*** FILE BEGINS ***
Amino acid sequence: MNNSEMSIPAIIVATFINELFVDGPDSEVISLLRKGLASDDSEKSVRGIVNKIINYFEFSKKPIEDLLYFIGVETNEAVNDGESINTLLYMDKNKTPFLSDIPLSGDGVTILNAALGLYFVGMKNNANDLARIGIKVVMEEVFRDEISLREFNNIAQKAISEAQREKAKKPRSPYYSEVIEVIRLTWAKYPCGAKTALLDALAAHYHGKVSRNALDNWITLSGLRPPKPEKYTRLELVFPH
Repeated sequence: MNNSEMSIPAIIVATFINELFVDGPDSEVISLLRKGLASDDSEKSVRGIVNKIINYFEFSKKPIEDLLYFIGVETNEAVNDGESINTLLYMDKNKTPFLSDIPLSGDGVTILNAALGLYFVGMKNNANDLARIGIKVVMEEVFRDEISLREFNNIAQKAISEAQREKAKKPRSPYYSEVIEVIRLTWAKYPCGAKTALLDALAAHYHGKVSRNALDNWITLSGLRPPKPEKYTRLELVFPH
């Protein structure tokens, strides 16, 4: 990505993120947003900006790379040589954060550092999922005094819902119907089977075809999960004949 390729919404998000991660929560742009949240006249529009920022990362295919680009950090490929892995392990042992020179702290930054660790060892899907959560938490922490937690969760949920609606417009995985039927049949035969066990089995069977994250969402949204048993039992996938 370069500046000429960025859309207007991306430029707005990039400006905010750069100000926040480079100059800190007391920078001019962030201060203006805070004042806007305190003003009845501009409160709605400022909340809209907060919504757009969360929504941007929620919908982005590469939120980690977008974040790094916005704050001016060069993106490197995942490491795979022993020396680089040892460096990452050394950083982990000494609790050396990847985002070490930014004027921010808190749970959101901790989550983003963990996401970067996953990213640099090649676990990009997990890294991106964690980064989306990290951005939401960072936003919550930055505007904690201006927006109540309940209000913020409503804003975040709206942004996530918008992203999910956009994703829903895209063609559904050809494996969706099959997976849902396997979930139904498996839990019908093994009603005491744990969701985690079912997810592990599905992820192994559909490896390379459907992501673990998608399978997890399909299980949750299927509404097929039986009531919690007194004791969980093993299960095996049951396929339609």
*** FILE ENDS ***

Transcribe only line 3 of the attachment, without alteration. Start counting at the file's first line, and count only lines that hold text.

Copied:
């Protein structure tokens, strides 16, 4: 990505993120947003900006790379040589954060550092999922005094819902119907089977075809999960004949 390729919404998000991660929560742009949240006249529009920022990362295919680009950090490929892995392990042992020179702290930054660790060892899907959560938490922490937690969760949920609606417009995985039927049949035969066990089995069977994250969402949204048993039992996938 370069500046000429960025859309207007991306430029707005990039400006905010750069100000926040480079100059800190007391920078001019962030201060203006805070004042806007305190003003009845501009409160709605400022909340809209907060919504757009969360929504941007929620919908982005590469939120980690977008974040790094916005704050001016060069993106490197995942490491795979022993020396680089040892460096990452050394950083982990000494609790050396990847985002070490930014004027921010808190749970959101901790989550983003963990996401970067996953990213640099090649676990990009997990890294991106964690980064989306990290951005939401960072936003919550930055505007904690201006927006109540309940209000913020409503804003975040709206942004996530918008992203999910956009994703829903895209063609559904050809494996969706099959997976849902396997979930139904498996839990019908093994009603005491744990969701985690079912997810592990599905992820192994559909490896390379459907992501673990998608399978997890399909299980949750299927509404097929039986009531919690007194004791969980093993299960095996049951396929339609």